Project Body Smart | How This Business Traveler Stays Fit on the Road


How This Business Traveler Stays Fit on the Road

People are living longer than ever before. They’re also working longer, too, with many maintaining jobs after 50 that keep them traveling on a regular basis.
That can make fitness extra-challenging for active adults still enjoying their demanding careers. Steady business travel can mean long days; restless nights; little incentive to exercise; and eating heavy meals in restaurants or lousy ones at conferences. In short, it can be a quick route to weight gain and other unhealthy outcomes.

Tim Johnson learned that first-hand in his 40s, when his sales job started taking him away for three days a week and he quickly packed on 40 pounds.

“The clients want to go to the best restaurants, and you don’t want to be ‘the salad guy,’” explains Tim, who flies for business three days a week, almost every week of the year. “You have to be focused and know when to say no. People ask me how I stay so slim at my age and traveling so much. You just have to be committed to it.”

You also have to learn which hotels have good gyms. Some advertise “exercise facilities” that end up being a closet with an old treadmill. But many business hotels know that corporate travelers demand a place to work out while they’re away from home, and you can find those gyms pretty easily, Tim has learned.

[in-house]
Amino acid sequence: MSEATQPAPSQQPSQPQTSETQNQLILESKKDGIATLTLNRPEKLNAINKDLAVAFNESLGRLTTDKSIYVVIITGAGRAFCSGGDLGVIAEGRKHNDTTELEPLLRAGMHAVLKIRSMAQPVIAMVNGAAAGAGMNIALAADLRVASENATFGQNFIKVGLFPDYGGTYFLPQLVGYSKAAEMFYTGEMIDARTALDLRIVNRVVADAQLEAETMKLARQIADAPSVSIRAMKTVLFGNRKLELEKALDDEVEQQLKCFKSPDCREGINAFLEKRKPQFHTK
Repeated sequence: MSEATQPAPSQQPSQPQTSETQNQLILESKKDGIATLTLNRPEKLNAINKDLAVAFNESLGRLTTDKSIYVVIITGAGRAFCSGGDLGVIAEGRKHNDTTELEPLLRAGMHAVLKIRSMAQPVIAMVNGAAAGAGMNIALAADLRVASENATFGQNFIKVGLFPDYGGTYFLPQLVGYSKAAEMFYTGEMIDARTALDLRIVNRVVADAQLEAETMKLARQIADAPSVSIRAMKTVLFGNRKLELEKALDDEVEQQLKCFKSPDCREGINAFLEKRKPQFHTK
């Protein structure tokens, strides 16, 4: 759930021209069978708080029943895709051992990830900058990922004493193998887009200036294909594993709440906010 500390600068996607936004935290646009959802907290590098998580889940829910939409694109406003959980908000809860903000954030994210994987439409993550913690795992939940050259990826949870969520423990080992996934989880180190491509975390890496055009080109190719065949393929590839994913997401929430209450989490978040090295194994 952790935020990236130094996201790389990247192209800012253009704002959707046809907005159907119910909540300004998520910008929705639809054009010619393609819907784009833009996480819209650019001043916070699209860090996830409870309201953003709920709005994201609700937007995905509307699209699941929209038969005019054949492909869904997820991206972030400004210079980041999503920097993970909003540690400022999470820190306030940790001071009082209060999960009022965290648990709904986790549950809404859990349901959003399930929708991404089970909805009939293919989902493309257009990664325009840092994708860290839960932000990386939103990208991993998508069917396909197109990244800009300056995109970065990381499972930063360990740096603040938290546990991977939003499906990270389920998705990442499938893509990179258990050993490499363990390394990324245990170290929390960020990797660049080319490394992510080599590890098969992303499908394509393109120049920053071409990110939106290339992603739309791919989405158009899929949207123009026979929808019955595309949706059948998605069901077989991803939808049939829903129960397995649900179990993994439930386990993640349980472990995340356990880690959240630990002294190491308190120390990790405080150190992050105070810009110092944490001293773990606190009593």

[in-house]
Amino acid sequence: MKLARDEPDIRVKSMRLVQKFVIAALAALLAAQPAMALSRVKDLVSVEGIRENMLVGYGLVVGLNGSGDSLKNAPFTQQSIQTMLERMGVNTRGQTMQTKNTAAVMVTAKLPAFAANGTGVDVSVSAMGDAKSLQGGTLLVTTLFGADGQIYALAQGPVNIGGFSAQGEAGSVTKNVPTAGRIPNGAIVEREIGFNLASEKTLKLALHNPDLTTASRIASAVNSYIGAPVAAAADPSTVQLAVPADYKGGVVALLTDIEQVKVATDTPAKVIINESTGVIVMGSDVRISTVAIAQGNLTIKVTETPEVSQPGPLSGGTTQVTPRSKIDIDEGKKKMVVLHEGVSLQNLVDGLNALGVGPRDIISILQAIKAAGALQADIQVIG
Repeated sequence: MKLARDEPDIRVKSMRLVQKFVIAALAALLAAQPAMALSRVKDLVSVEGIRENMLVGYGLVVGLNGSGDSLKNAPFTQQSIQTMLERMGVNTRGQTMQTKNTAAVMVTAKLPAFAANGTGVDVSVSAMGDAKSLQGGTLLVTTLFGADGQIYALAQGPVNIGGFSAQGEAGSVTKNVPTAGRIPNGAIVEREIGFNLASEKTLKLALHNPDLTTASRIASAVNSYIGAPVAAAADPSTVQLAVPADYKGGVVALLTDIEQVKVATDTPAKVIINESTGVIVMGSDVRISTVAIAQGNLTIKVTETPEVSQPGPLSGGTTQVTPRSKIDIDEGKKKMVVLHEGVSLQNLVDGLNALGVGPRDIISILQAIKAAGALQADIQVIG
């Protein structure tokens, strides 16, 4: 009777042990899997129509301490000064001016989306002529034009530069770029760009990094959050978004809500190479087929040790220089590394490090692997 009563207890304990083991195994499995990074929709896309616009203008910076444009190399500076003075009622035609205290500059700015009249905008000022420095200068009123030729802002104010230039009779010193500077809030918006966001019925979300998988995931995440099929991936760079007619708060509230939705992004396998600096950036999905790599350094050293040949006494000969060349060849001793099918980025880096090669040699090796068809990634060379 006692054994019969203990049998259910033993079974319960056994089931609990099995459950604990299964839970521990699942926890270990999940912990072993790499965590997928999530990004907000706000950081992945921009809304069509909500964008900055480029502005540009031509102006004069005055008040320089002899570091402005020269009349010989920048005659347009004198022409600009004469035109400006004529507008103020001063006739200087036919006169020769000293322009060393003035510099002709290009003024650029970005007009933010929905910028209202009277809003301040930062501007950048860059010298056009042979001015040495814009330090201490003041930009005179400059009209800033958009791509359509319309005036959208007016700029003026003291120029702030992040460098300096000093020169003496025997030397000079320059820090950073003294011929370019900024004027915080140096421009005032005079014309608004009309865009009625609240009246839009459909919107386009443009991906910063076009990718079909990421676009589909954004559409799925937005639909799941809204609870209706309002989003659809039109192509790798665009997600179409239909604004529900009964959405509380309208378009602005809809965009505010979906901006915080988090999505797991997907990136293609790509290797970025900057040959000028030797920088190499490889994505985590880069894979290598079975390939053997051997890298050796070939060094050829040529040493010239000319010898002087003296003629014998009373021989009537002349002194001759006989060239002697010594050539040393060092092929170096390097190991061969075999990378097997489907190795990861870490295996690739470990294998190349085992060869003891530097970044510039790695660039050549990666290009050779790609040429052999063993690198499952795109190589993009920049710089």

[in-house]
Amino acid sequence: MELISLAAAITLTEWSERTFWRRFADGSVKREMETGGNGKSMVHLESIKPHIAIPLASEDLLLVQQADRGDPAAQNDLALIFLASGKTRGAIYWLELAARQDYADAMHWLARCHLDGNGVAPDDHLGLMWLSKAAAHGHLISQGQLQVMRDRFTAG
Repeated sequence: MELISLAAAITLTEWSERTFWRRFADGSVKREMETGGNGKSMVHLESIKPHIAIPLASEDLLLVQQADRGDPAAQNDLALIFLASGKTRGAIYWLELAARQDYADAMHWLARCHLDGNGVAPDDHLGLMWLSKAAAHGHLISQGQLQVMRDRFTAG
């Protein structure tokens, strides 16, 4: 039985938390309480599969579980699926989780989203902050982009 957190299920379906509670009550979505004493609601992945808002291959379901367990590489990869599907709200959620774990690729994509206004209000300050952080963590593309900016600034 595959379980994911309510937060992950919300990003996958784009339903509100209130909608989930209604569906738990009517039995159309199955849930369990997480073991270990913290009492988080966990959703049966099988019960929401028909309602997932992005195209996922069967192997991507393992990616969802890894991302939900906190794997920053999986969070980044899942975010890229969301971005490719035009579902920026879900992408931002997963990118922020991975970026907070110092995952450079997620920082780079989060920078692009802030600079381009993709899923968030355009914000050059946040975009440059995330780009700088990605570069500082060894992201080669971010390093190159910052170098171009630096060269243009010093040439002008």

When you’re stuck somewhere without much to offer, ask the front desk if the hotel has an agreement with a local gym, or just if there’s one nearby.

Weather permitting, inquire about a local walking trail, even in an urban environment. It’s a great way to get your steps but also to explore the city.

Tim has picked up tons of tips over the years. He’s 55 now and stays at a trim 185 pounds on his 6’1” frame. The physical vitality of exercise is key to his success as a happy road warrior. He advises:

  • Use a trainer, at least when you’re starting, and ask for workouts to take with you and perform alone.
  • Watch YouTube videos with dumbbell workouts, since barbells are rare in hotel gyms.
  • Schedule the day and time of your exercise while traveling so it doesn’t get away from you.
  • Keep workouts short and focused. You can get in the epic, full-body sessions at home.
  • Pack water and healthy snacks in your carry-on bag.
  • Avoid the hotel bar, but find a healthy way to relax.
  • Avoid hotel chains, so that each city feels special. Book with a website that will let you accumulate points across brands.
  • Explore each location’s museums, sporting venues, and other landmarks. It’s good for your mood and energy levels.

Tim speaks onstage frequently, and in his business, appearances are important. Working people over 50 know the subtle ways ageism can come into play.

“It’s important that I don’t look like an old man,” he says. “I need to be energetic, motivated, motivational, and excited about my projects.”

>What about you? Are you still a frequent business traveler? Do you need some help keeping a healthy lifestyle while away? We’re here to help. Come see us today.

Gordon Palmer, Certified Personal Trainer and Functional Aging Specialist at Global Fitness & Racquet Centre, Kelowna BC Canada

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